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Enthusiastic Learning techniques the hard way
Enthusiastic Learning techniques the hard way

After a few twists and stretches, gymnastics remains a dream for T. SARAVANAN

Gymnastics always fascinates me. In-shape men and women performing routines that defy gravity leaves me much in awe of their fitness and flexibility. This was one of the reasons why I strolled down to the Race Course grounds and much to my delight saw children, as young as four years, going through the strenuous workout without any grimace on their face.

“Though it is a demanding exercise for the body, anybody can do gymnastics. The number of effective man-hours one needs to put in before achieving the desirable fitness level to perform is something beyond imagination. It is ideal to start gymnastics at an young age when the muscles and bones are tender and more flexible,” coach S.R. Rajeswaran briefs me.

Interesting

He delved into every nuance arousing my interest to take at least a shot. I guess my body contour made him explain every detail nicely to me: “Your body weight and shape should not stop you from doing it. Only perseverance matters the most. Before you get on to the proper gymnastics routines, you need to go through a set of warm up exercises to improve flexibility, fitness, motor capacity (rotatory), force (pulling power).” The warm up session, I realise, is not much different, from the exercises suggested for any other sport.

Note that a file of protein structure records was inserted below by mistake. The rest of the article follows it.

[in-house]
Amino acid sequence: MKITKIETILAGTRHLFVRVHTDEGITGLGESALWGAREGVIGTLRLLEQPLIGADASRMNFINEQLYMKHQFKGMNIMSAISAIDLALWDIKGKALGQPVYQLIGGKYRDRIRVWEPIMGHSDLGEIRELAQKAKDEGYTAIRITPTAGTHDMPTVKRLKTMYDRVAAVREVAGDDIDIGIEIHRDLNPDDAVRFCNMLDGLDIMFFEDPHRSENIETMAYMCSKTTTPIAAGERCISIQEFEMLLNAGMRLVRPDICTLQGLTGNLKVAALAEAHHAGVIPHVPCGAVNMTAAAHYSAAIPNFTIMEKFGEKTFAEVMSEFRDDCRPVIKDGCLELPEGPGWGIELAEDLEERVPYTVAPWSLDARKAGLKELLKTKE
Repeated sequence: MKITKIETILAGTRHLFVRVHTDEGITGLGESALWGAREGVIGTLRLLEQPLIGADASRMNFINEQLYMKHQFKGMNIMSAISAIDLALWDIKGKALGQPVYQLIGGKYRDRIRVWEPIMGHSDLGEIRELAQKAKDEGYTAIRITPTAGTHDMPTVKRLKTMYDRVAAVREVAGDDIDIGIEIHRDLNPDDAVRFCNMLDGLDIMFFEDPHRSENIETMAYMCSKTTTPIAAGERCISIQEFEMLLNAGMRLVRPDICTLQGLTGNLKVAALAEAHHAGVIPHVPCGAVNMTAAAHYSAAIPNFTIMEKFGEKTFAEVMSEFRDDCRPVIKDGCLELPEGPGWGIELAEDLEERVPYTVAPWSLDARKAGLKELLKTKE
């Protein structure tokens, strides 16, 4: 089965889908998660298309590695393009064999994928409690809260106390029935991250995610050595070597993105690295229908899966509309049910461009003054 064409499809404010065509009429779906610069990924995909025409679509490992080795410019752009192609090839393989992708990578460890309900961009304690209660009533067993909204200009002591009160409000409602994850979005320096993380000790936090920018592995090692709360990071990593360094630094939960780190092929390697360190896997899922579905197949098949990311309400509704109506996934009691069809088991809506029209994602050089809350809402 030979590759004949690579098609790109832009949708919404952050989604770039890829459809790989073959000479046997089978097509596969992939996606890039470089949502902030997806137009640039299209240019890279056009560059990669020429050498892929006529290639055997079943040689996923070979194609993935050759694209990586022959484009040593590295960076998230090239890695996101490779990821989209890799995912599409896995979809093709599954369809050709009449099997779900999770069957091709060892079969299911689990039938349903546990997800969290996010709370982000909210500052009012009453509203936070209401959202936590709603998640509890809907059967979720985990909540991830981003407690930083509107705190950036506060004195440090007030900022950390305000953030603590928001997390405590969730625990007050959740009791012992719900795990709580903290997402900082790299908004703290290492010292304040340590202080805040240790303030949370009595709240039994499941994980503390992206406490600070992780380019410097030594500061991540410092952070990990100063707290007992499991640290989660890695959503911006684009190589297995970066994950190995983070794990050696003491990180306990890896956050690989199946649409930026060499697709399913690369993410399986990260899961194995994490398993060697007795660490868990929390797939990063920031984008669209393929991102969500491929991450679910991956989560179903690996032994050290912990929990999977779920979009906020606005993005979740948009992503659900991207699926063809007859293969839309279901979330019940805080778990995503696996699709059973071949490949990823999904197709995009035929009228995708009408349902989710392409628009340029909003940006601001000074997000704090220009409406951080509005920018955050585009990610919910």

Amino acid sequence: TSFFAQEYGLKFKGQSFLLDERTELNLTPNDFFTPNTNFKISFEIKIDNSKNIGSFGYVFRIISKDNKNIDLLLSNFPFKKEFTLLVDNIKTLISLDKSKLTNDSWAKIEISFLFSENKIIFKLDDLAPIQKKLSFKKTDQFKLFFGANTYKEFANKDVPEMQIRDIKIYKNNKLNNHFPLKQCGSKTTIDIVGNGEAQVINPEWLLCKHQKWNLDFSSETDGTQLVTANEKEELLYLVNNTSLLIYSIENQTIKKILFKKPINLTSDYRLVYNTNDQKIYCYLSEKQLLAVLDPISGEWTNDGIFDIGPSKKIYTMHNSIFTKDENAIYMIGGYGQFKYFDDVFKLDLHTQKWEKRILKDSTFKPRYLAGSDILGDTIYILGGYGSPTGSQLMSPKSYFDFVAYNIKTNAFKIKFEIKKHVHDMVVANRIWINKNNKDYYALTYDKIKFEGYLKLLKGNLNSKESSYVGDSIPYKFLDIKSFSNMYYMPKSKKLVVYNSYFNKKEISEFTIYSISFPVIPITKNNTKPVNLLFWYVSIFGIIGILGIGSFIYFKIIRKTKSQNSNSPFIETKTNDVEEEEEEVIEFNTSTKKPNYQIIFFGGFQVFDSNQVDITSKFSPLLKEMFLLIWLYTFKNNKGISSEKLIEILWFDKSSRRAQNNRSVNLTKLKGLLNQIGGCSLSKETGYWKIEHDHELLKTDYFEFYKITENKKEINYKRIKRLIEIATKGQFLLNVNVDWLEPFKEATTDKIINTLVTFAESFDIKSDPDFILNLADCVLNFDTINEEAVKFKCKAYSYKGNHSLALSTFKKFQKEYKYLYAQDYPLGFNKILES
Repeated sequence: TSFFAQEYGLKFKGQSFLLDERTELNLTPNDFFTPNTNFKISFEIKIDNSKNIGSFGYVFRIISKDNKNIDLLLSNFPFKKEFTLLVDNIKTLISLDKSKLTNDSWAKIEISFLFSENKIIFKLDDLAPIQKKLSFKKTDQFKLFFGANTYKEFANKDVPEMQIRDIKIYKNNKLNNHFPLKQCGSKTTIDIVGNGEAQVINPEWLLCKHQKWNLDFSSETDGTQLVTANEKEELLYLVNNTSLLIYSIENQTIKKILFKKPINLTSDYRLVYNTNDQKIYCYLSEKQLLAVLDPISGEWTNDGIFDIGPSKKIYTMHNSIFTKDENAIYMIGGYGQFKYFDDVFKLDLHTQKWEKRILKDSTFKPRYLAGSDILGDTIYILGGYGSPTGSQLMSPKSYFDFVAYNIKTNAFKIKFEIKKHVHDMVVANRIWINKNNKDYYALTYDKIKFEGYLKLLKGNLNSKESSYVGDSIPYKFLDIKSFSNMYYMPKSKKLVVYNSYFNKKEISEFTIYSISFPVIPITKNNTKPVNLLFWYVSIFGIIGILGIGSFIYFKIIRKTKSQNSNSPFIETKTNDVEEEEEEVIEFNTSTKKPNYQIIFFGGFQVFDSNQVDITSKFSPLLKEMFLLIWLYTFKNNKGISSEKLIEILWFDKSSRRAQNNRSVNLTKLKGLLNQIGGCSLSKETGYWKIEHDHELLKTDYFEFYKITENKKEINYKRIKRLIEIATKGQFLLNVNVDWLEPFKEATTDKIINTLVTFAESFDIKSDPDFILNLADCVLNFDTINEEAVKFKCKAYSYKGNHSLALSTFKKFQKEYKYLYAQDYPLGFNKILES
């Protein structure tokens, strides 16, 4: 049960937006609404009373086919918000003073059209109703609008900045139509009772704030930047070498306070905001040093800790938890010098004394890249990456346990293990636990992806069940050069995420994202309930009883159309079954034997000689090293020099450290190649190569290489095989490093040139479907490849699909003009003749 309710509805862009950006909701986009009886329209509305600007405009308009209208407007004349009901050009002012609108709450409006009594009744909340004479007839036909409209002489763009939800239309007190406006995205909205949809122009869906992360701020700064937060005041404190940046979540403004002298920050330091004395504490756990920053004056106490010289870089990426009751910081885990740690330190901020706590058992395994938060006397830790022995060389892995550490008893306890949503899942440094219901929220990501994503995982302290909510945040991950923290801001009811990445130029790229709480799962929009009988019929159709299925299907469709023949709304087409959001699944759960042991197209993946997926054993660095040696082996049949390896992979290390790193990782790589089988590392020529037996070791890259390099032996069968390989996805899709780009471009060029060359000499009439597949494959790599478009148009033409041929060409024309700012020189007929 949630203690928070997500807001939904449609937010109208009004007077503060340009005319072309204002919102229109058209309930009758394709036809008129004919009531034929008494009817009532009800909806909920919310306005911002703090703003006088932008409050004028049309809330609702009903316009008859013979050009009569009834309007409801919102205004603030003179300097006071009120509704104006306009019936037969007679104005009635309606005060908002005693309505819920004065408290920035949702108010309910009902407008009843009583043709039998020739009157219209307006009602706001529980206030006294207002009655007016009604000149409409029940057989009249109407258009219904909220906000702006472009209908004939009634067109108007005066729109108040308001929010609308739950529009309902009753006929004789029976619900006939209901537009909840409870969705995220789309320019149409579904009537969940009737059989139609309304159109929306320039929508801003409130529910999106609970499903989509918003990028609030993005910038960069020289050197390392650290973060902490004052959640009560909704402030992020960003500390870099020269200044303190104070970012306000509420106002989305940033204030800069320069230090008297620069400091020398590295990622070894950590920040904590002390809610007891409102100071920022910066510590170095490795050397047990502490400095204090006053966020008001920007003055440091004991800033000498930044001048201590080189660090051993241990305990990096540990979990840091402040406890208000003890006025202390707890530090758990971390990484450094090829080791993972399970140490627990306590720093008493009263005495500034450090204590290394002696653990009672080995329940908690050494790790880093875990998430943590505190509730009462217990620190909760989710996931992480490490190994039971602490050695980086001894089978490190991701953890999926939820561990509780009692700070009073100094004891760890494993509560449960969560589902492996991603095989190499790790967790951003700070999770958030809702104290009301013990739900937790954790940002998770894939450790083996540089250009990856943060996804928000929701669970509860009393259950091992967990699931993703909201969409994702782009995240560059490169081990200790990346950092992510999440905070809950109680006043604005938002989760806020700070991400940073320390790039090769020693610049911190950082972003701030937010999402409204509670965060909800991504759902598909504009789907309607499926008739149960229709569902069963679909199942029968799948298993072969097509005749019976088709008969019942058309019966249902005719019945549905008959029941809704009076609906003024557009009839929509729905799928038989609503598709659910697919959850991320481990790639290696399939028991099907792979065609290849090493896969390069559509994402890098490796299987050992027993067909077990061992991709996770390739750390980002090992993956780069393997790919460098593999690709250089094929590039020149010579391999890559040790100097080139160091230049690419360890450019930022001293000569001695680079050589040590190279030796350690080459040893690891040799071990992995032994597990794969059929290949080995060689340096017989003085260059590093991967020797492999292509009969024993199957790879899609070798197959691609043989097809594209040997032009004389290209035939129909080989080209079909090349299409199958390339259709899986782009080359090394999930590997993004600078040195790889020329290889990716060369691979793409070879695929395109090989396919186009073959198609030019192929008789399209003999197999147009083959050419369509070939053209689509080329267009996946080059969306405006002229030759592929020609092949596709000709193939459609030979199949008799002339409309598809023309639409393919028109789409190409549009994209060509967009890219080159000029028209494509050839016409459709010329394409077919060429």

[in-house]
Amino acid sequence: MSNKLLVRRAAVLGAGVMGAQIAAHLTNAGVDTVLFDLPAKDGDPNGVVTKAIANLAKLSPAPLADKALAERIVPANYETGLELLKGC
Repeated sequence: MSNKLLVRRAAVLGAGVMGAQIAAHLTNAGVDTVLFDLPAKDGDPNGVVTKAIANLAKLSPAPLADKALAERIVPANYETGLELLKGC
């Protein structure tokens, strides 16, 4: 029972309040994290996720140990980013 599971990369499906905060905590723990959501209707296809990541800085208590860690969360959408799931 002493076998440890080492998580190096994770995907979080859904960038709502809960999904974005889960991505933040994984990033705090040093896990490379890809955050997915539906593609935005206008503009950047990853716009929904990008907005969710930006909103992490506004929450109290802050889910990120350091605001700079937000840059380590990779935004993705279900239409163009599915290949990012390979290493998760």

“Warm up drill is the same for every sport. But the difference is in its execution and presentation. With the demands differing from one sport to the other, people customise the routines to suit the particular sport better,” chips in another gymnastic coach T. Raju.

The warm up session includes a 15-minute jog around the ground and concentrating on sprinting and hopping in the last five minutes. I attempt and do it without much difficulty.

Stretching

Next follows the “partner stretching” wherein you choose a partner from among the other trainees and lay in a supine posture while the partner helps in lifting your leg and stretching it to the maximum so that the knee touches the nose. I bet it was a torrid time for me.

Coach Rajeswaran comes to my rescue: “It is not easy. You cannot do it on the first day itself. It has to be gradual. You stretch to the best possible limit you can and you will be able to achieve good results over a period of time.”

After performing this drill with both the legs, the same set of exercise is repeated in prostrate posture. Believe me, it was more tough. I was told it would give more flexibility to the hip, spine and thigh muscles.

In the same posture, my partner lifted both my legs and crossed it. “This will help you prevent ankle twists,” Mr. Raju egged on. After more than 15 minutes into the rigorous round, I get a break in the form of seemingly less difficult exercises like the toe and heel walk, monkey walk both inward and outward, moving head up and down, side to side, rotating the wrist, shoulder rotation, alternate hand rotation, hip rotation, bending knees, ankle rotation to end with rising up and down while standing on toe. “In addition there are some exclusive exercises for girls that include leg split, leg swing and the back arch. These routines make them more flexible and fit to take on much more challenging performances,” adds Mr. Rajeswaran.

For more information ring 9942958308 for Mr. Rajeswaran and 9443110507 for Mr. Raju.

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